Karen Connolly has been bartending at the Original Greene Turtle in North Ocean City since the place first opened in 1976. Kind of.
On June 18, 2018, the Turtle held a 42nd Anniversary Party for the now-chain’s original location, except it wasn’t so much a party for the Turtle as it was a retirement party for Connolly. She’s been a loyal Turtle bartender for 42 years (at least, for all intents and purposes), and now she’s hanging up her shakers and strainers to work in the Turtle’s t-shirt shop next door.
So she’s really only retiring from bartending. Because after over four decades working at what some might consider to be OC’s first locals bar, with a friendly pub atmosphere “where everybody knows your name” as Connolly puts it, how could you ever really retire?
She’s such a staple of the Turtle and Ocean City culture as a whole that at the party on June 19, Mayor Rick Meehan presented her with a key to the city, on behalf of himself and the City Council, for making Happy Hour especially happy at the Greene Turtle for four-plus decades. A video of the ceremony can be viewed here.
“Congratulations on 42 years…I can tell you who has a lot to do with that, that’s Karen,” Meehan said.
“I told you, no fanfare!” said Connolly, who goes on to describe how she, hilariously, purchased a pair of blue denim snakeskin bell-bottoms from Meehan many years back when he owned a shop on Dorchester Street.
(Full disclosure, Connolly really came on as a bartender at the Turtle after they’d already been open for about a year.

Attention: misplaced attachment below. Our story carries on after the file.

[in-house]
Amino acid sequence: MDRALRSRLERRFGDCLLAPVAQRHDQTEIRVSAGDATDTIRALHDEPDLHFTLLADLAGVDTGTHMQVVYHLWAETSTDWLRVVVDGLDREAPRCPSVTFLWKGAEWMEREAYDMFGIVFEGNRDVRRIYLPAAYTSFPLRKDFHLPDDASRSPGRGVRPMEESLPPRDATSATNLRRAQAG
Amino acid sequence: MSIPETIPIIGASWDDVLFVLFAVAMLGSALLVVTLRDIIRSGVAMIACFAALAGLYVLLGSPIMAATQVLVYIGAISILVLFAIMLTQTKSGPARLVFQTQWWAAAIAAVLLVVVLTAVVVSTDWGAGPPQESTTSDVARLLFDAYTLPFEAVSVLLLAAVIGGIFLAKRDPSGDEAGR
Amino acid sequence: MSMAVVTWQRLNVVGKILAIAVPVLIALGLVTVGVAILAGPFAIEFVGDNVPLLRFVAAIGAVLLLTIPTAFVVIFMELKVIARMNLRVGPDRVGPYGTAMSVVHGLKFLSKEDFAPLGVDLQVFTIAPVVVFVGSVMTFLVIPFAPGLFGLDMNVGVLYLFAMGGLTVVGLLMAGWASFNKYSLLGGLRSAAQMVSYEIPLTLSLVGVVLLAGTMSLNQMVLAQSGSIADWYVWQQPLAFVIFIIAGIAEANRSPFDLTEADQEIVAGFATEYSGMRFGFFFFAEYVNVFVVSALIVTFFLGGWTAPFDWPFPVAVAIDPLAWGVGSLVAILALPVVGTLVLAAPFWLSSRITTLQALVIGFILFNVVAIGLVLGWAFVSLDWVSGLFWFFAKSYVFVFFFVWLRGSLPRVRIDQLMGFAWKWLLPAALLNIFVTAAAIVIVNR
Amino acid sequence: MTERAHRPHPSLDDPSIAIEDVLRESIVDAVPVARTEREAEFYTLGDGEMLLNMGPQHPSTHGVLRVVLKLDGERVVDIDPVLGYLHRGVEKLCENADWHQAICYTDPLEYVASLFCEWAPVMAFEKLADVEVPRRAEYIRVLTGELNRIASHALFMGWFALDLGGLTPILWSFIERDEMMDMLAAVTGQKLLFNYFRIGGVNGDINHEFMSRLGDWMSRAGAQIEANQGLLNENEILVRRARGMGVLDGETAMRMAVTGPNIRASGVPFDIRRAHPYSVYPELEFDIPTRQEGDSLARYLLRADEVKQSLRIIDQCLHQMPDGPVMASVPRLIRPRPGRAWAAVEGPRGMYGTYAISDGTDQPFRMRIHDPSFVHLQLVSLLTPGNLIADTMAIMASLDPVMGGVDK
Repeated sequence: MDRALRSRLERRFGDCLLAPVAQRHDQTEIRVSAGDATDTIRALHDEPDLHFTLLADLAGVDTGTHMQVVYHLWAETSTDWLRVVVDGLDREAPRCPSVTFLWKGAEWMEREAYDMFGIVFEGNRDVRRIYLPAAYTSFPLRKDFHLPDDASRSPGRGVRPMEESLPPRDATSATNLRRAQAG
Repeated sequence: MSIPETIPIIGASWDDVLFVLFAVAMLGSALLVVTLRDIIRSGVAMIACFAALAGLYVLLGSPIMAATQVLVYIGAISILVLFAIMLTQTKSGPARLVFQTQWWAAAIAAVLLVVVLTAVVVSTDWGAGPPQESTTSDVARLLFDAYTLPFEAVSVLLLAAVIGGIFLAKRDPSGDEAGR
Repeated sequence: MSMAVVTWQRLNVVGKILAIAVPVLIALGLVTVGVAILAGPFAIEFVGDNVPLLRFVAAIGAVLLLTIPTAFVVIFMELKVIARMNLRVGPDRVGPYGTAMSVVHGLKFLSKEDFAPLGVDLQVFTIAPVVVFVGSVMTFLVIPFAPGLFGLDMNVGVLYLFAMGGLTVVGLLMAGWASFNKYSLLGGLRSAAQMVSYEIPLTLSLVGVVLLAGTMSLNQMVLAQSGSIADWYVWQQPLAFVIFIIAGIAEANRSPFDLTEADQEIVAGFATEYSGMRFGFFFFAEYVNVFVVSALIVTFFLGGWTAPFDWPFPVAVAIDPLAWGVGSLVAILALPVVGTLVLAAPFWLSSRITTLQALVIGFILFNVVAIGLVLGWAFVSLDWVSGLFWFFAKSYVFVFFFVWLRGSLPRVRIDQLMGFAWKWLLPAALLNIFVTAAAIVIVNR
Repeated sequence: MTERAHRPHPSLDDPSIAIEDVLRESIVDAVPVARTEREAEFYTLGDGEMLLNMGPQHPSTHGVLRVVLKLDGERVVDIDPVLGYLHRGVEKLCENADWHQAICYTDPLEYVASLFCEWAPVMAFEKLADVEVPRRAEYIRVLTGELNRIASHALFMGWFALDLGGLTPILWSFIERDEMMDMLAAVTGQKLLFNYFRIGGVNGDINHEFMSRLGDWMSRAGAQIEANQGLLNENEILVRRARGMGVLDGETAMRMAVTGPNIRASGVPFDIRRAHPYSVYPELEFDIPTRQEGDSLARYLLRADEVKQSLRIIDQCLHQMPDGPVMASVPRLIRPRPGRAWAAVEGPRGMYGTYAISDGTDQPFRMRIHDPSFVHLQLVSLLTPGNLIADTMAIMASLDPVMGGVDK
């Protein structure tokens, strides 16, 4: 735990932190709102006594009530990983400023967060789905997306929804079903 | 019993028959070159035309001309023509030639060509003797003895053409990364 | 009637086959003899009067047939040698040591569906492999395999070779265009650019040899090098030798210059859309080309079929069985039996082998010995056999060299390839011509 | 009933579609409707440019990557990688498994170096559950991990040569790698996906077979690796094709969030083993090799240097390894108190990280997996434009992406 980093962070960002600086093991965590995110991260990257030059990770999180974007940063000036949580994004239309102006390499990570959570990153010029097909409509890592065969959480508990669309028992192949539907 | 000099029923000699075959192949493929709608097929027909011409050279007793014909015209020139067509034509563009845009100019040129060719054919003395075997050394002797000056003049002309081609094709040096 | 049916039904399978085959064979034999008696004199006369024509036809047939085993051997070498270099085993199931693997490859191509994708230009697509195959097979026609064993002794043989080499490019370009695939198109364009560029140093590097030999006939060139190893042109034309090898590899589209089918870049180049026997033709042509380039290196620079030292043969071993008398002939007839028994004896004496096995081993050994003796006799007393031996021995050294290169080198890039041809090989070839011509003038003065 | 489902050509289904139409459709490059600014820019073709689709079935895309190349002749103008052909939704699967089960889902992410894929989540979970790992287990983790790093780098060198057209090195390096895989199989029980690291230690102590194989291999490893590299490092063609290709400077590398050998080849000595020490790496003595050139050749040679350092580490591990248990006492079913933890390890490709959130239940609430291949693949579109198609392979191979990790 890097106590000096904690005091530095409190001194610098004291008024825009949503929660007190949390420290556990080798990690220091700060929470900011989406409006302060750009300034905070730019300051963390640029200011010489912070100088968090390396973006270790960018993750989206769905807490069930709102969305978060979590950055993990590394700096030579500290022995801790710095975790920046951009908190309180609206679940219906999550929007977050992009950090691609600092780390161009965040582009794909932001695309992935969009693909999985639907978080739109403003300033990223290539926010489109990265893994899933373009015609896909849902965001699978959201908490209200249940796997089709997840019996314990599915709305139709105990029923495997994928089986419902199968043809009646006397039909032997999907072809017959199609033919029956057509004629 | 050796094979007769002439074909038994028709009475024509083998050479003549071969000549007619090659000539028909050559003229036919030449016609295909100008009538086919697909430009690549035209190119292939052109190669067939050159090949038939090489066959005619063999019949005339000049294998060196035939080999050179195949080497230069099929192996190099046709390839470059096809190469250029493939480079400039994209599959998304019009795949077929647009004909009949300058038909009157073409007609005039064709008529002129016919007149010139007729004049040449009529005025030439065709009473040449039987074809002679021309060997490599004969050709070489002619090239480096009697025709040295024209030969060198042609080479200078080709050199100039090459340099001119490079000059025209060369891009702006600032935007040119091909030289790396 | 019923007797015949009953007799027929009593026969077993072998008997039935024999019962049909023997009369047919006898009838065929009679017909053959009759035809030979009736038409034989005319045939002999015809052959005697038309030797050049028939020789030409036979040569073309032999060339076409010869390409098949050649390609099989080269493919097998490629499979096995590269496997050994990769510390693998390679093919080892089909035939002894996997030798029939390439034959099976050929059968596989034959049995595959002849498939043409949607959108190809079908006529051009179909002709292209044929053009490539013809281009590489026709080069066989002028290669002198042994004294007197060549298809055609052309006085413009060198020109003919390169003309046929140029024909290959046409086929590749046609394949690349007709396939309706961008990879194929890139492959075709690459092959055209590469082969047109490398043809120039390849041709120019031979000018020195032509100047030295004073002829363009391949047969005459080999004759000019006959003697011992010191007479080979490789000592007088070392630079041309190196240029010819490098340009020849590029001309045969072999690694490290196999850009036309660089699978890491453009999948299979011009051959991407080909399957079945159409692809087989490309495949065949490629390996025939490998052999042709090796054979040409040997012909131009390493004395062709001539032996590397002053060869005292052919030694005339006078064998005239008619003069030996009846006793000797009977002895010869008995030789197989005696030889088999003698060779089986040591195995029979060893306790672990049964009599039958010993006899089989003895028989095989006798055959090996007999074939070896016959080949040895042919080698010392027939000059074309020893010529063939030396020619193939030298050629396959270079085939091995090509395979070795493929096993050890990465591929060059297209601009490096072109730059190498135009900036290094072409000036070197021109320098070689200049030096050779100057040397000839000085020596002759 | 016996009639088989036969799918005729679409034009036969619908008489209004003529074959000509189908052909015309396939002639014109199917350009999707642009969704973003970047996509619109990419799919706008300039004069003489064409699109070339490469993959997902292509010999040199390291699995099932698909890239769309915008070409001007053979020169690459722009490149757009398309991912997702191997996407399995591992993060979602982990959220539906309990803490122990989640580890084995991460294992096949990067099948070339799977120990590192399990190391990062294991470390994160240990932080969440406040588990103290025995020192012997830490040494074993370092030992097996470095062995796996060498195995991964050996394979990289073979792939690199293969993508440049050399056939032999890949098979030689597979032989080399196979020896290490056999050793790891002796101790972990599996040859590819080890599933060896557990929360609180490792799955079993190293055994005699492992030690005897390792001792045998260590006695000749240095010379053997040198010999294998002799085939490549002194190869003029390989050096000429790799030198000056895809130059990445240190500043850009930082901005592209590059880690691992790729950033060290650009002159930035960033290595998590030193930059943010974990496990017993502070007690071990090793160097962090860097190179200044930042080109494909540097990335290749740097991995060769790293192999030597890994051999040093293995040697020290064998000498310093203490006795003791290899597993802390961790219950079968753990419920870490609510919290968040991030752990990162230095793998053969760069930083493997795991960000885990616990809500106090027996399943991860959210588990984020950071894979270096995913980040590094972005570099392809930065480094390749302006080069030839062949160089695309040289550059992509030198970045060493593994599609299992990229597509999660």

“It’s actually been 40 years, but Steve told everyone that I’d been working here the entire time and when I said, ‘Steve, I didn’t work here the entire time,’ he said, ‘don’t tell anyone that.’ I’m not gonna lie to ‘em!”
Since Connolly’s not going to lie and the Mayor sort of spilled the beans in the video above, I feel that this information can be safely published here.)
I met up with Connolly during the first half of the Monday night party to talk to her about her life and career in Ocean City, and what makes the Greene Turtle (aka the Cheers of Ocean City) such a special and long-lasting place. She was hard to talk to, but only because she’s so popular among the Turtle’s staff and clientele that someone was pulling her away for a photo or a chat every few minutes. Aside from that, the bartender — who is as sassy and friendly as she describes herself in the interview — was an easy and open conversationalist, and it’s easy to see why she’s a fan favorite among the Turtle’s guests.
A brief Q + A session with Karen Connolly
What is it about the Greene Turtle that made you stick around for so long?
I ask myself that a lot. When this bar first opened, it was 30 x 30, 40 x 40 maybe. We did not sell food, I think the year after they’d just changed the drinking age to 18, but this place, it rocked. And then I was 23 or 24, and there weren’t that many restaurants where the place was packed every single day.
We talk about the restaurant Cheers, you know the show Cheers, where everyone knows your name? We were like the original Cheers, and not Cheers on TV. The Greene Turtle was the neighborhood bar, it really was.
How’d you end up in Ocean City?
I was from Pennsylvania but when I was four or five my family moved to Baltimore. My family built a home down here in 1962 when I was a little kid. So I did grow up here every summer and when I graduated from college, we never moved back. A lot of people end up here that way.